• If an awaited task is not completed, the logic relies on a lot of helper types to get the job done.

So, await/async were made for asynchronous Tasks in any type of C# program. They are more general than Coroutines, more optimized and not Unity-dependent. That means you don't need to depend on the UnityEngine namespace or MonoBehaviours to run your coroutines/async tasks.

To run an async method, you need to:

Task.Run(DoSomething);

Task.Run return an awaitable task, do the same way you can yield return StartCoroutine(SomeCoroutine()); you can also await Task.Run(DoSomething);.

For more info about the Task namespace please go to https://docs.microsoft.com/en-us/dotnet/api/system.threading.tasks.task?view=netframework-4.8.

For instance, another example of how to translate coroutines to await/async:

public IEnumerator DoSomething()
  {
       while(transform.position.x <= 10)
           yield return null;
       Debug.Log("x is greater than 10!!!");
  }

public async Task DoSomething()
  {
       while(transform.position.x <= 10)
           await Task.Yield();
       Debug.Log("x is greater than 10!!!");
  }

Now, keep in mind that the checking for the while loop in the Coroutine will execute once per game frame since all coroutines iterators MoveNext are called after MonoBehaviour Update and before LateUpdate.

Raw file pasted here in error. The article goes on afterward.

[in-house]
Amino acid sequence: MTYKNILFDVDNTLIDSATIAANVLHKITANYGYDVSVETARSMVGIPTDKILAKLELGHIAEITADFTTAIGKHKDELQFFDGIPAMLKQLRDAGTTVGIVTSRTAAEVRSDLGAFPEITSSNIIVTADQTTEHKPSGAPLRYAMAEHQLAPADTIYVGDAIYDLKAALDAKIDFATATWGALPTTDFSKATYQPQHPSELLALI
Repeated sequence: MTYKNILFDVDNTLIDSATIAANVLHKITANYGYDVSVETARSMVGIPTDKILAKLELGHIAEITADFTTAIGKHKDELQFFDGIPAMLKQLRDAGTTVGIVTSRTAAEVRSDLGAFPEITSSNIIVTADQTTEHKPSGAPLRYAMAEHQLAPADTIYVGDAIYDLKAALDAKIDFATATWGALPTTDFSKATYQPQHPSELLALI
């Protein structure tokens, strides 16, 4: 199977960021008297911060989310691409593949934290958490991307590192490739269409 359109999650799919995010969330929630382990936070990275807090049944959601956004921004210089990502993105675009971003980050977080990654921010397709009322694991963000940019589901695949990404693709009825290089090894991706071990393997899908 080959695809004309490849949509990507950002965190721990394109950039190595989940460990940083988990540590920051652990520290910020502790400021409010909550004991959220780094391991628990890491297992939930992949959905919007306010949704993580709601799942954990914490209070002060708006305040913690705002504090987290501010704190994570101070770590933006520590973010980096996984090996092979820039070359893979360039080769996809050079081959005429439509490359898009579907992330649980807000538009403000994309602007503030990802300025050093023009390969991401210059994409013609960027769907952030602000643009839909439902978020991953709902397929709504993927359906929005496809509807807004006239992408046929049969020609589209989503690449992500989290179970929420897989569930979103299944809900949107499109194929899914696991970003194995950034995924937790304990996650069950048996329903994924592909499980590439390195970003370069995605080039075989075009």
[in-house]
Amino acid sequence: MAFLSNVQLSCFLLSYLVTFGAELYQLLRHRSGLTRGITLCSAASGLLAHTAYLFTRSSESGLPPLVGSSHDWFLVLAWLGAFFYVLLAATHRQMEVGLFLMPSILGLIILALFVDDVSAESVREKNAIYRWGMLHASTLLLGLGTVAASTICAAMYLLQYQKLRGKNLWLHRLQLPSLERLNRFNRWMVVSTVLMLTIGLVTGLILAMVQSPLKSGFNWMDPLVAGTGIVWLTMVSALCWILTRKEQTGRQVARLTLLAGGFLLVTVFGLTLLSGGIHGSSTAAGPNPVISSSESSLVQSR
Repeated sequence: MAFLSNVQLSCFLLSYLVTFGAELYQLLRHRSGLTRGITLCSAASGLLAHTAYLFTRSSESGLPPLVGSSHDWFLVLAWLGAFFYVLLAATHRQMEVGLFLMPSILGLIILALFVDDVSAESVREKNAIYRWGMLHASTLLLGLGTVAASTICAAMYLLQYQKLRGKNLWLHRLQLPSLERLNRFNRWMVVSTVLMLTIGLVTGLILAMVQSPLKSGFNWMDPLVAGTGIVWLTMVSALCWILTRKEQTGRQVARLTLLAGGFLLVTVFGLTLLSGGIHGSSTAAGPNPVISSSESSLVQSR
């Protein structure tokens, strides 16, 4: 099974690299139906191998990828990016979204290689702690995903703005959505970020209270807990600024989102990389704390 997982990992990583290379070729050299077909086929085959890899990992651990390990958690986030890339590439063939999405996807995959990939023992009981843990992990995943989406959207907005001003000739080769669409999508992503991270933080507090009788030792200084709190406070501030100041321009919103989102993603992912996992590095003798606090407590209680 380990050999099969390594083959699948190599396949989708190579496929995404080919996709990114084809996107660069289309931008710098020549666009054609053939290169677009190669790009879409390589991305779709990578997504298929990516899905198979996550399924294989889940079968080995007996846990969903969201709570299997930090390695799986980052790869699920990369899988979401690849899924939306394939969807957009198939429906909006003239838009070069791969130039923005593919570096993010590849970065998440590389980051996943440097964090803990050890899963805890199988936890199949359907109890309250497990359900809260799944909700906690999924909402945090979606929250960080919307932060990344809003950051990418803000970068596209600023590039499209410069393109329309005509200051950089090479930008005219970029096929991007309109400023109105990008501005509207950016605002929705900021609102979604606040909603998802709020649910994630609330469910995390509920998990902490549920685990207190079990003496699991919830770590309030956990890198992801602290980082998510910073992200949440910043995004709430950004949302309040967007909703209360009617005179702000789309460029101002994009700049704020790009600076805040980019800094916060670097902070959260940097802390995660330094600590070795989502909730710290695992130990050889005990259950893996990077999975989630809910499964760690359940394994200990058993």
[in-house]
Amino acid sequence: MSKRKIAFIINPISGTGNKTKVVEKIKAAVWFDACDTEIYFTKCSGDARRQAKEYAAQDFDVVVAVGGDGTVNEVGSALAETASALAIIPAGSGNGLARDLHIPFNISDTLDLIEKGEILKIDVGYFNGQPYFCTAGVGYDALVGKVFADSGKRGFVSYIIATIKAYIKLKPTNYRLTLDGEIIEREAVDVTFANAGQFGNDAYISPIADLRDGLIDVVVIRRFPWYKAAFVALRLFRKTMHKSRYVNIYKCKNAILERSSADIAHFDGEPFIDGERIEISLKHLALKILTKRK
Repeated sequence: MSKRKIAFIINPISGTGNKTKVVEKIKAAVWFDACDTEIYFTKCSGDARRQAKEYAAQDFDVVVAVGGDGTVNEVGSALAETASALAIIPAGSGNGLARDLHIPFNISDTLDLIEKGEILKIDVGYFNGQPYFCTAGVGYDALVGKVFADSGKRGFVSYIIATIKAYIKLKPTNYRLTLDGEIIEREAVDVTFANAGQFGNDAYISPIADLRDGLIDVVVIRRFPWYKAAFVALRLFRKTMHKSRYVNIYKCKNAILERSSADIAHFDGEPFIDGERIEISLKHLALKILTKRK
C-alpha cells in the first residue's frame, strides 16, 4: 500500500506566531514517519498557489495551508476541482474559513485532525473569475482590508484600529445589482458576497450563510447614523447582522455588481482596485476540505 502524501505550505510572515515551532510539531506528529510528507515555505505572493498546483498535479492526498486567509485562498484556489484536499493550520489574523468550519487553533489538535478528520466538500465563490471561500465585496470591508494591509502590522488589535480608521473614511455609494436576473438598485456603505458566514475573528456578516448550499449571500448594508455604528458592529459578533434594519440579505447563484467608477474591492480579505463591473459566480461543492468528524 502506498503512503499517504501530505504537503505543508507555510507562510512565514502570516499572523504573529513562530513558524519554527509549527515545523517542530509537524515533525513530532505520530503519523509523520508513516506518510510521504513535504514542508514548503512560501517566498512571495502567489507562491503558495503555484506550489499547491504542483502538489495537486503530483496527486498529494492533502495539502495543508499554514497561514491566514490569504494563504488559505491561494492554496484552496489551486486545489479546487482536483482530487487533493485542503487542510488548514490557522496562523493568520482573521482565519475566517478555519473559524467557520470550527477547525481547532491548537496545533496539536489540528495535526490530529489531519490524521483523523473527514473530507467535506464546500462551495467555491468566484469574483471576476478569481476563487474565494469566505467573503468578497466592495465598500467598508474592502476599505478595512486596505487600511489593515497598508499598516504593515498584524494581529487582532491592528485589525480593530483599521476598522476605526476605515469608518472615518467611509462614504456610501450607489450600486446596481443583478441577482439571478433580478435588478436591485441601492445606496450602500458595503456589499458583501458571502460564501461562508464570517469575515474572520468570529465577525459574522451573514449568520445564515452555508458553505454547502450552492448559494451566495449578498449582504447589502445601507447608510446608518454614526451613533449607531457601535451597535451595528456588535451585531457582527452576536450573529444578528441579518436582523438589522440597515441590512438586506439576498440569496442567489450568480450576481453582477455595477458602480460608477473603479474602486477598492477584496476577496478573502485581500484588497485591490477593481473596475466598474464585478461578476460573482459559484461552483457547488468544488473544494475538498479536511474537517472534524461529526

Please note that await Task.Yield() will return control and resume when it is convenient for the CPU based on the SynchronizationContext of the thread. This is automatically managed by the API, so it can result in the while loop being executed many times in the same game frame or possibly skipping some frames between execution.

Also, keep in mind that since a Task is not dependent on the Unity Engine, it can still run even after you stopped playing or paused in the editor or paused the editor. To cancel a running Task without the async method being over, take a look at CancellationToken.

ps: It would be nice if we had a SynchronizationContext or a TaskScheduler for Unity3D script execution pipeline in order to allow Tasks to synchronize with the main thread at the point we want (for example between Update and LateUpdate like coroutines), but with the ECS I doubt it as it looks like Unity is going into the multithreaded solution.